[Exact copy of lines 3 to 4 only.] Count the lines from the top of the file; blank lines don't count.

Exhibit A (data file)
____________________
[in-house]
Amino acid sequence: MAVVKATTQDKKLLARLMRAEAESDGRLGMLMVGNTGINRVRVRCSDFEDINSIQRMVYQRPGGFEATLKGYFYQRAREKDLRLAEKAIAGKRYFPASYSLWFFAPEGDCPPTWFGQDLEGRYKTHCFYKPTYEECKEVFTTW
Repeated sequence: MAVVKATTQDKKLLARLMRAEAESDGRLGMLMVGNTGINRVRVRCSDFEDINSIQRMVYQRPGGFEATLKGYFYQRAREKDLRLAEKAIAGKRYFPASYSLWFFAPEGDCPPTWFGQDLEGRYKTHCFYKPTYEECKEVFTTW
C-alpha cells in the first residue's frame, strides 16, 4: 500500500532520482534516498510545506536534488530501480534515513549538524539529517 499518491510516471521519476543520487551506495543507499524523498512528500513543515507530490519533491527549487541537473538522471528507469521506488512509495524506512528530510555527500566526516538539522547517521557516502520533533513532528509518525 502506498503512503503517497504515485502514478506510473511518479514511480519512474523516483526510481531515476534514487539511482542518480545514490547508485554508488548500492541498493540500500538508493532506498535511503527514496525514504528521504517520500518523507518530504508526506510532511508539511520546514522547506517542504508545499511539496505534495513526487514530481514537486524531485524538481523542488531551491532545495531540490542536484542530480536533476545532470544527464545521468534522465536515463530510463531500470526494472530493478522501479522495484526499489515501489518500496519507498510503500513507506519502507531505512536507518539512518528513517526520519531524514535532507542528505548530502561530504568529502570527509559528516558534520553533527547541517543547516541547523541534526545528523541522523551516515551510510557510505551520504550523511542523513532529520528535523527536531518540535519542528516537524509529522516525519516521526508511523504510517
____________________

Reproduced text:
Repeated sequence: MAVVKATTQDKKLLARLMRAEAESDGRLGMLMVGNTGINRVRVRCSDFEDINSIQRMVYQRPGGFEATLKGYFYQRAREKDLRLAEKAIAGKRYFPASYSLWFFAPEGDCPPTWFGQDLEGRYKTHCFYKPTYEECKEVFTTW
C-alpha cells in the first residue's frame, strides 16, 4: 500500500532520482534516498510545506536534488530501480534515513549538524539529517 499518491510516471521519476543520487551506495543507499524523498512528500513543515507530490519533491527549487541537473538522471528507469521506488512509495524506512528530510555527500566526516538539522547517521557516502520533533513532528509518525 502506498503512503503517497504515485502514478506510473511518479514511480519512474523516483526510481531515476534514487539511482542518480545514490547508485554508488548500492541498493540500500538508493532506498535511503527514496525514504528521504517520500518523507518530504508526506510532511508539511520546514522547506517542504508545499511539496505534495513526487514530481514537486524531485524538481523542488531551491532545495531540490542536484542530480536533476545532470544527464545521468534522465536515463530510463531500470526494472530493478522501479522495484526499489515501489518500496519507498510503500513507506519502507531505512536507518539512518528513517526520519531524514535532507542528505548530502561530504568529502570527509559528516558534520553533527547541517543547516541547523541534526545528523541522523551516515551510510557510505551520504550523511542523513532529520528535523527536531518540535519542528516537524509529522516525519516521526508511523504510517